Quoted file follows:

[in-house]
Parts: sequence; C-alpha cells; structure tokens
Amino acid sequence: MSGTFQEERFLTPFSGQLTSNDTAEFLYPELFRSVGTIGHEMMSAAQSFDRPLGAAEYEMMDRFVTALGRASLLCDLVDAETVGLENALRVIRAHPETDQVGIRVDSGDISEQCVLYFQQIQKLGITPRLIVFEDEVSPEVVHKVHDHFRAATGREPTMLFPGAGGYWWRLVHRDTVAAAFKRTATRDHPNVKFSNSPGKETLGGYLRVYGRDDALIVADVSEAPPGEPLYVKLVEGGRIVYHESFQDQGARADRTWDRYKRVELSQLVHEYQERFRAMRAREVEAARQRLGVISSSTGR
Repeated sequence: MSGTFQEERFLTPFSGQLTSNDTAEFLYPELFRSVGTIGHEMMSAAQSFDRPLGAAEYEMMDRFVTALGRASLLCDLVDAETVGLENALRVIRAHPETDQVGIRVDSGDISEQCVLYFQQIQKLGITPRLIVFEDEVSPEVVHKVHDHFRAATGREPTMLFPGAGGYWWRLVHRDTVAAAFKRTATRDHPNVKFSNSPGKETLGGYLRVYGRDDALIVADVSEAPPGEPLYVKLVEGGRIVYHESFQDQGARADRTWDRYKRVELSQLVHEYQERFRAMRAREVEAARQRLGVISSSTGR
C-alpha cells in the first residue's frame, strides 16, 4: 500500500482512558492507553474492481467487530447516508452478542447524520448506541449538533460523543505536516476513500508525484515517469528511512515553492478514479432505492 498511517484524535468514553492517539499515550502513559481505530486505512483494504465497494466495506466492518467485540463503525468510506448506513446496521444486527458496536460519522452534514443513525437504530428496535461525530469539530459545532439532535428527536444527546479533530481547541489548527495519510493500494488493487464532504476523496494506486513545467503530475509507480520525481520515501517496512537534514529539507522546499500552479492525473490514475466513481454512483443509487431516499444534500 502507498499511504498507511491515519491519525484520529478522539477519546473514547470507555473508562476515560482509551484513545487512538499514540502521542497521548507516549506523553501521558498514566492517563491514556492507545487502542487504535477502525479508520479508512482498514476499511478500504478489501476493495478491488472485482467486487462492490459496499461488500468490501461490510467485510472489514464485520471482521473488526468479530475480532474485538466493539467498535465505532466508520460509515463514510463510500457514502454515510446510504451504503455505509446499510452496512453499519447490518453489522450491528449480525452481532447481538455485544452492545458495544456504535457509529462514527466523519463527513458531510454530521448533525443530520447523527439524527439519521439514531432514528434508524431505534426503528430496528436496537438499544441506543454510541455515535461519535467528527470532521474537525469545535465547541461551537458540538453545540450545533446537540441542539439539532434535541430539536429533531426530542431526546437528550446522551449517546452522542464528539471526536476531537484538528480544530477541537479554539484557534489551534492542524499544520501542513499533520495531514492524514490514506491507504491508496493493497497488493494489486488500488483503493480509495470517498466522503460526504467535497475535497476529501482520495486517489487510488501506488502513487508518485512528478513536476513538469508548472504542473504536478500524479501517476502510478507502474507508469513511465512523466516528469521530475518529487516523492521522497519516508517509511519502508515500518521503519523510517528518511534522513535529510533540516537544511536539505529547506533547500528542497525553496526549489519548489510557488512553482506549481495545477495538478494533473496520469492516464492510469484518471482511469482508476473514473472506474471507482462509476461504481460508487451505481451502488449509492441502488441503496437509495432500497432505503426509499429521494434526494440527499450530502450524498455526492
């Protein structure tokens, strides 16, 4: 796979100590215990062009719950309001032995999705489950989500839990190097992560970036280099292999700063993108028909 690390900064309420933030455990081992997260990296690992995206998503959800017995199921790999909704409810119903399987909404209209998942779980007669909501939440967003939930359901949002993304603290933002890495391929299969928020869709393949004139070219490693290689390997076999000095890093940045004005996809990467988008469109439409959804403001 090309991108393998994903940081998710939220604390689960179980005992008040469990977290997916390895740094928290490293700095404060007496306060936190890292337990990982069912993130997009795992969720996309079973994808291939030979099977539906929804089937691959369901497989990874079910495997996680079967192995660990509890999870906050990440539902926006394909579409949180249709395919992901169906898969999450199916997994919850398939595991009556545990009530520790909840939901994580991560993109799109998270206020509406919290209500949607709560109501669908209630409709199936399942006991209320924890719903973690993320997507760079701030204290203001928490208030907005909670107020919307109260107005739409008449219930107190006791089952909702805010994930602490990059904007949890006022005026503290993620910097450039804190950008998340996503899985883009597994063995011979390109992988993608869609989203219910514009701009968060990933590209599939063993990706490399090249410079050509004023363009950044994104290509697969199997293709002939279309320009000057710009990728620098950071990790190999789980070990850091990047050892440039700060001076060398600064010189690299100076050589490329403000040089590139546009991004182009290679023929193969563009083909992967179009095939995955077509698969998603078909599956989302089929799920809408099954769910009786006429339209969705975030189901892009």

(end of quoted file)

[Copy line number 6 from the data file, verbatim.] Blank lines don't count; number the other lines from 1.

């Protein structure tokens, strides 16, 4: 796979100590215990062009719950309001032995999705489950989500839990190097992560970036280099292999700063993108028909 690390900064309420933030455990081992997260990296690992995206998503959800017995199921790999909704409810119903399987909404209209998942779980007669909501939440967003939930359901949002993304603290933002890495391929299969928020869709393949004139070219490693290689390997076999000095890093940045004005996809990467988008469109439409959804403001 090309991108393998994903940081998710939220604390689960179980005992008040469990977290997916390895740094928290490293700095404060007496306060936190890292337990990982069912993130997009795992969720996309079973994808291939030979099977539906929804089937691959369901497989990874079910495997996680079967192995660990509890999870906050990440539902926006394909579409949180249709395919992901169906898969999450199916997994919850398939595991009556545990009530520790909840939901994580991560993109799109998270206020509406919290209500949607709560109501669908209630409709199936399942006991209320924890719903973690993320997507760079701030204290203001928490208030907005909670107020919307109260107005739409008449219930107190006791089952909702805010994930602490990059904007949890006022005026503290993620910097450039804190950008998340996503899985883009597994063995011979390109992988993608869609989203219910514009701009968060990933590209599939063993990706490399090249410079050509004023363009950044994104290509697969199997293709002939279309320009000057710009990728620098950071990790190999789980070990850091990047050892440039700060001076060398600064010189690299100076050589490329403000040089590139546009991004182009290679023929193969563009083909992967179009095939995955077509698969998603078909599956989302089929799920809408099954769910009786006429339209969705975030189901892009």